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Propane Furnace Exhaust Fumes Inside New Coach


Paul James

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I’ve been looking to buy a 2015 Winniebago Vista 36Y. I live in Northern NJ and couldn’t find one locally. I located one at Ray Wakley’s RV Center in North East, PA, some 6 hours away, and liked the unit very much when I saw it. While walking through it, I asked the salesman to turn on the furnace, and when he did, the coach filled with smoke, not so you couldn’t see, but enough that we had to turn on the fan and open the windows.

 

The salesman immediately called their top service guy in, he didn’t think it was a big deal, and said new coaches often had coating that had to “burn” off, and as part of their setup, they run all appliances for 6 to 8 hours. It wouldn’t be a problem and they would fix it.

 

The salesman offered that the rig had been on the lot for over a year, and maybe an insect had nest in the exhaust. It’s a 2015 but the MH is new.

 

Do these explanations sound logical? When he first turned the furnace on, I went outside to feel the exhaust, to see if was getting hot and it was, and the exhaust felt forceful. So I’m not so sure about the insect nest theory. As to coatings needing to be burned off, has anyone ever heard of this. Is this something I should be concerned about? Should unburned coatings be filling the inside of the coach?

 

The generator was also running really rough, it’s an Onan 5500. I’m figuring stale gas, but could the carb be gummed up after a year of not running much and I’m sure no Stabil added

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I like everything else about the rig, the price is right, and I had a really hard time finding a 2015 close by. I put a deposit down, and the dealer is assuring me all will be made right. But I certainly don’t want to be in a coach with propane fumes and would like some advice as how to proceed.

 

Thanks.. Paul

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the coach filled with smoke, not so you couldn’t see, but enough that we had to turn on the fan and open the windows.

 

The salesman offered that the rig had been on the lot for over a year, and maybe an insect had nest in the exhaust.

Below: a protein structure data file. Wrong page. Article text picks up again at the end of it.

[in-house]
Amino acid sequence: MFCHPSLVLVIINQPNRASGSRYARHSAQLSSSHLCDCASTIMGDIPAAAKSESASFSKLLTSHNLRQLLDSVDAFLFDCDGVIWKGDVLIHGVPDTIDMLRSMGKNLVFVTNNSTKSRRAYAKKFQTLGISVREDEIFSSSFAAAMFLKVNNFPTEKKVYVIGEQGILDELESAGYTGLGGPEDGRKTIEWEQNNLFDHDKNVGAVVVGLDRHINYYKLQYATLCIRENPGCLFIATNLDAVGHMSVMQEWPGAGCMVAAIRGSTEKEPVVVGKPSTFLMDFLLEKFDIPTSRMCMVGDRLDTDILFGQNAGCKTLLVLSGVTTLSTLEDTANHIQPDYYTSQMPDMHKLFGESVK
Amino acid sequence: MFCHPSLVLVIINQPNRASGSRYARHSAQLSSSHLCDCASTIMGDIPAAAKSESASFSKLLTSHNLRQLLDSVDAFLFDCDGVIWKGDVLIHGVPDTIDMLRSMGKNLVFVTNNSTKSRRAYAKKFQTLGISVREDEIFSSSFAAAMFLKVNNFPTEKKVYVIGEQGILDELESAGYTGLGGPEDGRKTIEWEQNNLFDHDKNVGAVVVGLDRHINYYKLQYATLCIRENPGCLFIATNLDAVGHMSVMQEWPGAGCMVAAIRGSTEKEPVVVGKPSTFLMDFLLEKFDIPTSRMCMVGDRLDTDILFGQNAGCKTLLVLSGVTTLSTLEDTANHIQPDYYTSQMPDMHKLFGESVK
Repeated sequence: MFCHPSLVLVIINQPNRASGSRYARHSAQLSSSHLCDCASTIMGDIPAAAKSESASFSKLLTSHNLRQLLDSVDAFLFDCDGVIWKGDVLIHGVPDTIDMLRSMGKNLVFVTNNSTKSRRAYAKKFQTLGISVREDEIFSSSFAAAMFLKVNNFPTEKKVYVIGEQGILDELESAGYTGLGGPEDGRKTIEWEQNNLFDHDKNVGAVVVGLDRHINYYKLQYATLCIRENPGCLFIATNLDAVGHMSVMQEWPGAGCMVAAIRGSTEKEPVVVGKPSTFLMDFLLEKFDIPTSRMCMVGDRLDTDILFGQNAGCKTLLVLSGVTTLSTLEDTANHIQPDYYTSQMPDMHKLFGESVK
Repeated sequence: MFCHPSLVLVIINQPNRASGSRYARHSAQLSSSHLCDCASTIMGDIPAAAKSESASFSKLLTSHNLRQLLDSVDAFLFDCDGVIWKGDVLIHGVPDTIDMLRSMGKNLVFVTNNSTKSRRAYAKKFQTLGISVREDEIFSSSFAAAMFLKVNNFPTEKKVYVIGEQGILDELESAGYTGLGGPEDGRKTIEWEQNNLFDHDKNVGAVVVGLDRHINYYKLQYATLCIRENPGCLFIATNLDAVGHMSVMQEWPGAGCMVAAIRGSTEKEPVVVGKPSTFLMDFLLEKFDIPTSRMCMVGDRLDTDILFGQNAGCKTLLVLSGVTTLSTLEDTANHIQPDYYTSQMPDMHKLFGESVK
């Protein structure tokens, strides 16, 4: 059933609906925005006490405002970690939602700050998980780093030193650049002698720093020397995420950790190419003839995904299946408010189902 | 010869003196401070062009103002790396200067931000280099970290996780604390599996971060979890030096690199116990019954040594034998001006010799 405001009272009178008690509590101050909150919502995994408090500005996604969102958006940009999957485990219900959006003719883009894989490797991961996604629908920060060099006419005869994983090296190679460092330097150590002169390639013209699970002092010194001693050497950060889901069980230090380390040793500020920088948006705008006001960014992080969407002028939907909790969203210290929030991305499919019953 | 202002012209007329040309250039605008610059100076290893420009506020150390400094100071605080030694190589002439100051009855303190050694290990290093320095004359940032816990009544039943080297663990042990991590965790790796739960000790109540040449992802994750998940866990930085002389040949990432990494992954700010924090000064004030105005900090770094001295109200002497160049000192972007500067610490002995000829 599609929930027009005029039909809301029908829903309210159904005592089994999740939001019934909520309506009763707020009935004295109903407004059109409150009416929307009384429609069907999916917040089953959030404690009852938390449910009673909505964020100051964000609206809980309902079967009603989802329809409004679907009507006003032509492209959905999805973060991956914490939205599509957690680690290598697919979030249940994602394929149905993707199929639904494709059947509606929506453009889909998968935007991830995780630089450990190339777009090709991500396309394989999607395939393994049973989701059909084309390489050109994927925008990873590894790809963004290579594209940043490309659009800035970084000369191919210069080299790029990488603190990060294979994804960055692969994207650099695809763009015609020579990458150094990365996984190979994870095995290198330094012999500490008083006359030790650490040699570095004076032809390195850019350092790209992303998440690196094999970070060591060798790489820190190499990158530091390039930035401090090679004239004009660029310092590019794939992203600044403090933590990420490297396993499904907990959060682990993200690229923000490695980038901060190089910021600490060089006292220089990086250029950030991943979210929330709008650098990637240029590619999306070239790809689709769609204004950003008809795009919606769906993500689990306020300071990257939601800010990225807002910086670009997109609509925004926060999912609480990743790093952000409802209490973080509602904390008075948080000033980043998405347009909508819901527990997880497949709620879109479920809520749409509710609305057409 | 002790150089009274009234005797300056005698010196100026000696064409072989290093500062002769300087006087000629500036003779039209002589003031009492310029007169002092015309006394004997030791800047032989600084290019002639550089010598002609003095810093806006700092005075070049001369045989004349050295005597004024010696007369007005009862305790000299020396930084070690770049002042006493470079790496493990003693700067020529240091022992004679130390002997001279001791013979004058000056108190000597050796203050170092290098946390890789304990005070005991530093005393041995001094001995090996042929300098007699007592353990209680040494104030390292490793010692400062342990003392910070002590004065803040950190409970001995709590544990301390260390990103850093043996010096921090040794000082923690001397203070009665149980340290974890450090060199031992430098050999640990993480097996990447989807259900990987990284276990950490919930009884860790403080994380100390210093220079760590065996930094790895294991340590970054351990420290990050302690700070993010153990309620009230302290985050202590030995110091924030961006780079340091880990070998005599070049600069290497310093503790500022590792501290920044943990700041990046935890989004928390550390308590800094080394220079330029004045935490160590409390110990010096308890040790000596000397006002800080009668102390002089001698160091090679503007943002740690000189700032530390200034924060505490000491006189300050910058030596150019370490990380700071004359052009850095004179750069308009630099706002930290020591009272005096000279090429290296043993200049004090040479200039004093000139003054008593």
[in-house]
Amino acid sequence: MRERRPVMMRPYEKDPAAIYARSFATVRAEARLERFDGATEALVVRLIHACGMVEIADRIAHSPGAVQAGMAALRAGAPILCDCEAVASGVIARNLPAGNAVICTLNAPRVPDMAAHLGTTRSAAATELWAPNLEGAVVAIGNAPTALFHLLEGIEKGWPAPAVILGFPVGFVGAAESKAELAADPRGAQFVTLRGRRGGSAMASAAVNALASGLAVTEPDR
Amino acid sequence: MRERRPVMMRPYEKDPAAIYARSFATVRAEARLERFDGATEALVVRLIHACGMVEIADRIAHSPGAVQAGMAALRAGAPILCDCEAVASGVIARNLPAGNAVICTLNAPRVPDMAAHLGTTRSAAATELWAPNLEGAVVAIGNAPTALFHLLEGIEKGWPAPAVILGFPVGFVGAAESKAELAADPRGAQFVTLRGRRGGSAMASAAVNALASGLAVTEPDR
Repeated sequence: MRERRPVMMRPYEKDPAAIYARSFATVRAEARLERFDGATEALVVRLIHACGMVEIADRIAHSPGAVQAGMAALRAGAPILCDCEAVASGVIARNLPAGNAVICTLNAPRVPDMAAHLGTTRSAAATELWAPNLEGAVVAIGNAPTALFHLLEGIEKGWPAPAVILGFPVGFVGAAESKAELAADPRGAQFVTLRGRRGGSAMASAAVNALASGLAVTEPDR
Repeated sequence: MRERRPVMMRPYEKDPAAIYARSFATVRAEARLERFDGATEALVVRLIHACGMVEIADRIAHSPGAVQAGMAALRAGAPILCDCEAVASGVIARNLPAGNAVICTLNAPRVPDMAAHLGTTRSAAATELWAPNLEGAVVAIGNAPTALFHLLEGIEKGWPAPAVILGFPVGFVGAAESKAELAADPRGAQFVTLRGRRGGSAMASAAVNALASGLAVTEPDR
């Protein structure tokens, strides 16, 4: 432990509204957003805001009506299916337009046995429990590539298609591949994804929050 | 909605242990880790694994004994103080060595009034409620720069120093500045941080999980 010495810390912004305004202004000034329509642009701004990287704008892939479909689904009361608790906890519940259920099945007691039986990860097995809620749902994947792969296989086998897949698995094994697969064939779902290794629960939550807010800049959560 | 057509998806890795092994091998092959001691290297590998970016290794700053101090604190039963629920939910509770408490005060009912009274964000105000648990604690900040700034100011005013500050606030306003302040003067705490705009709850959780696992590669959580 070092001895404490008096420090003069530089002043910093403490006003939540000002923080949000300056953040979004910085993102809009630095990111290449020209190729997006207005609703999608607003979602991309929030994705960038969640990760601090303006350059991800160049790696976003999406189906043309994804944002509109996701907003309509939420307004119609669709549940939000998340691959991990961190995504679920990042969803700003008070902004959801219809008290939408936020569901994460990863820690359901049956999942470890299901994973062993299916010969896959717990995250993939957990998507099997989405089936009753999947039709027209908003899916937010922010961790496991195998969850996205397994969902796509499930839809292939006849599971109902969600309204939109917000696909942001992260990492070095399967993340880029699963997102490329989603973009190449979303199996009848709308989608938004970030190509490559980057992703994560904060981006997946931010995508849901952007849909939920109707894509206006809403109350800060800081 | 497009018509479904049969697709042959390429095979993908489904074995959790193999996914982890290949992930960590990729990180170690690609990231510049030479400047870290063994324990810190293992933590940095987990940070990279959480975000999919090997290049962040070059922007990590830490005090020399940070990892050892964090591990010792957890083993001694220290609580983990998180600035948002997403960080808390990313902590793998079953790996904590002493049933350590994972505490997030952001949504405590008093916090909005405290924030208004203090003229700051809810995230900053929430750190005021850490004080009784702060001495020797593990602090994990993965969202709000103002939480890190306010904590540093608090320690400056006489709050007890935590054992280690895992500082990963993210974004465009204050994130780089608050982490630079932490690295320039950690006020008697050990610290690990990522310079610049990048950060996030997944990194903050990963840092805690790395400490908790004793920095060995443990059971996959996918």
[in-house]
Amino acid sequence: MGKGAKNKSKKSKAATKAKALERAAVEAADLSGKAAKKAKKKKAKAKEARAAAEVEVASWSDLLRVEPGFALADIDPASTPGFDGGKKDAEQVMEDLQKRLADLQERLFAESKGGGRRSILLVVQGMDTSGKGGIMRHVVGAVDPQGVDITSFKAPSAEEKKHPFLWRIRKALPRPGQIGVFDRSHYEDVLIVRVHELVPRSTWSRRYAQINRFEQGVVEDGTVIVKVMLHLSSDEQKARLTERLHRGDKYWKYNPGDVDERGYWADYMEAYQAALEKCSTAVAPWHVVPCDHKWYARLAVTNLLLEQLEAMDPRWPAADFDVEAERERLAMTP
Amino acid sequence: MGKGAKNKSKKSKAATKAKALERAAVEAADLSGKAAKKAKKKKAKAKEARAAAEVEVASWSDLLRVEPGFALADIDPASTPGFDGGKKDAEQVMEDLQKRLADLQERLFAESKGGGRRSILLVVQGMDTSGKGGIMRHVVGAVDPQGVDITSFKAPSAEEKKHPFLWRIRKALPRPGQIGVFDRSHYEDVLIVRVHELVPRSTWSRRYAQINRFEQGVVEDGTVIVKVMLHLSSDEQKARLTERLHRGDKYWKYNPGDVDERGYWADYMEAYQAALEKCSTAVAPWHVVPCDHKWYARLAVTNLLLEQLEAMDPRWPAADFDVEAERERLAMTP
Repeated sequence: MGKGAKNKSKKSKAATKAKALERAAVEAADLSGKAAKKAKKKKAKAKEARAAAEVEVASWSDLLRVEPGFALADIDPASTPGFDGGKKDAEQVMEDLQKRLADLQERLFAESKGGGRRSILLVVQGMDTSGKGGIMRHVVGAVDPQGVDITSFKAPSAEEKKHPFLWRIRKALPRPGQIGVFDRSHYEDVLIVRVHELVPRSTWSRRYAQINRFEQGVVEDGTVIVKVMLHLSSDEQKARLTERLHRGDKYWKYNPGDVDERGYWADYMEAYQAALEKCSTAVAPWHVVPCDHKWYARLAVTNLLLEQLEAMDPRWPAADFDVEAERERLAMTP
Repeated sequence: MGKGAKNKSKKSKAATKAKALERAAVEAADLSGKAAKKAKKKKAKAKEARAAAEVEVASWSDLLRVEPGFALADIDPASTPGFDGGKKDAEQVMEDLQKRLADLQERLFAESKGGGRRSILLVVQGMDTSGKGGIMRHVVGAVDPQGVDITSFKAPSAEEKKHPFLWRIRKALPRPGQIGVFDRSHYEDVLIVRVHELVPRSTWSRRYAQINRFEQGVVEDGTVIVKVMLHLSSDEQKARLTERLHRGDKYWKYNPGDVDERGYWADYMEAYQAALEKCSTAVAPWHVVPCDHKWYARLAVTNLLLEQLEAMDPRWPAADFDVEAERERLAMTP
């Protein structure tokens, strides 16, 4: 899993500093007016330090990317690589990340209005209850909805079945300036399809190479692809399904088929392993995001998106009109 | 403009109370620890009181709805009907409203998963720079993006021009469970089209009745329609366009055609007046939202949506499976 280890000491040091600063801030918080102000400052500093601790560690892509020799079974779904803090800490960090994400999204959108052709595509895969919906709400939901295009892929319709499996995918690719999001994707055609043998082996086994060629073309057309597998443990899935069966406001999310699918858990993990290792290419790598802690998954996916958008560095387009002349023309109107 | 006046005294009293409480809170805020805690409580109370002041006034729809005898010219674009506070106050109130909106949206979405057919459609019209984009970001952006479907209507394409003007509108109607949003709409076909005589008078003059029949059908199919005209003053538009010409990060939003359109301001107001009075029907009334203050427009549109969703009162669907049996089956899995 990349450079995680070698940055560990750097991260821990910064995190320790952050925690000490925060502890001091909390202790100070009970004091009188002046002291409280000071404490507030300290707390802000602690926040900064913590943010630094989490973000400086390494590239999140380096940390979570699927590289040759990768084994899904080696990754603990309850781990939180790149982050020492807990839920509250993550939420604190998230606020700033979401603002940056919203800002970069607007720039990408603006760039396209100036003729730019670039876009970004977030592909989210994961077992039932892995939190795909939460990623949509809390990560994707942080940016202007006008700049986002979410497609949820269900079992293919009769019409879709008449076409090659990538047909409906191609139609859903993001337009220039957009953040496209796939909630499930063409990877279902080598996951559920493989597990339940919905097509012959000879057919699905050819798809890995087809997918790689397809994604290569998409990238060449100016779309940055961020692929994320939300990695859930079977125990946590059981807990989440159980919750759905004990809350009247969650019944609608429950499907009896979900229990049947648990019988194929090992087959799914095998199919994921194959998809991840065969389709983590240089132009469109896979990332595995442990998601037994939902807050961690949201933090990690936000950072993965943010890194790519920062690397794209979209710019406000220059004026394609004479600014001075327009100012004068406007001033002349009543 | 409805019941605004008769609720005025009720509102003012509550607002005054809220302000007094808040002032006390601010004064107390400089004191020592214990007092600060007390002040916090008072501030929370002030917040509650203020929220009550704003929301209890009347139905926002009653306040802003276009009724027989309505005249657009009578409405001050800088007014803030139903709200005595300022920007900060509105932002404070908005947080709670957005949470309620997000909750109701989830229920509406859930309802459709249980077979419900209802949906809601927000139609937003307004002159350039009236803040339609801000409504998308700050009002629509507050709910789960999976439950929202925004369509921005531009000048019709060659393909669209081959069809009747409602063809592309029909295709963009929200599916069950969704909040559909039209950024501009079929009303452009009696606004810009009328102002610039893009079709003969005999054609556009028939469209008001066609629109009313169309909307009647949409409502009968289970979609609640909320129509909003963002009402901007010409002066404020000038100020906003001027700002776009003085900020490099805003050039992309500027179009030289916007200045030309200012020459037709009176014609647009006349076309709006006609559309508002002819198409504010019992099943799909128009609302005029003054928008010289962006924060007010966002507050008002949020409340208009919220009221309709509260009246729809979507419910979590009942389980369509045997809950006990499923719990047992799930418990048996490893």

Do these explanations sound logical?

 

I’m figuring stale gas, but could the carb be gummed up after a year of not running much and I’m sure no Stabil added

 

Those are both logical explainations, however, if you were getting a good exhaust draft then I might discount bug nests. SOME smoking off of new appliances is normal, but I might be a little suspect if the rig has been on the lot for a year and no one has yet bothered to do the initial 'burn off' yet. It 'should' be enough to let them burn for a couple of hours with the rig well ventilated. If the smoke has not abated then there may be other issues at play.

 

One being that there may be loose building materials (trimmings, insulation, etc) that may be igniting. I would certainly give the internals a look see before firing it up for any length of time.

 

Like Ronbo said... make sure the problem is resolved before signing anything. If it's anything but routine burn off then it should be addressed by the dealer and should be of no concern to you.

 

As far as a gasoline genny... it's entirely possible that there may be some varnishing (gumming) if the same gas has been sitting inside for a year with no additive. I would want the oil and fuel drained... refilled... and then run it from there. If it doesn't even out after reaching temp then a carb job might be required. Ideally, the dealer would have drained the carb after each use, but it's not a given.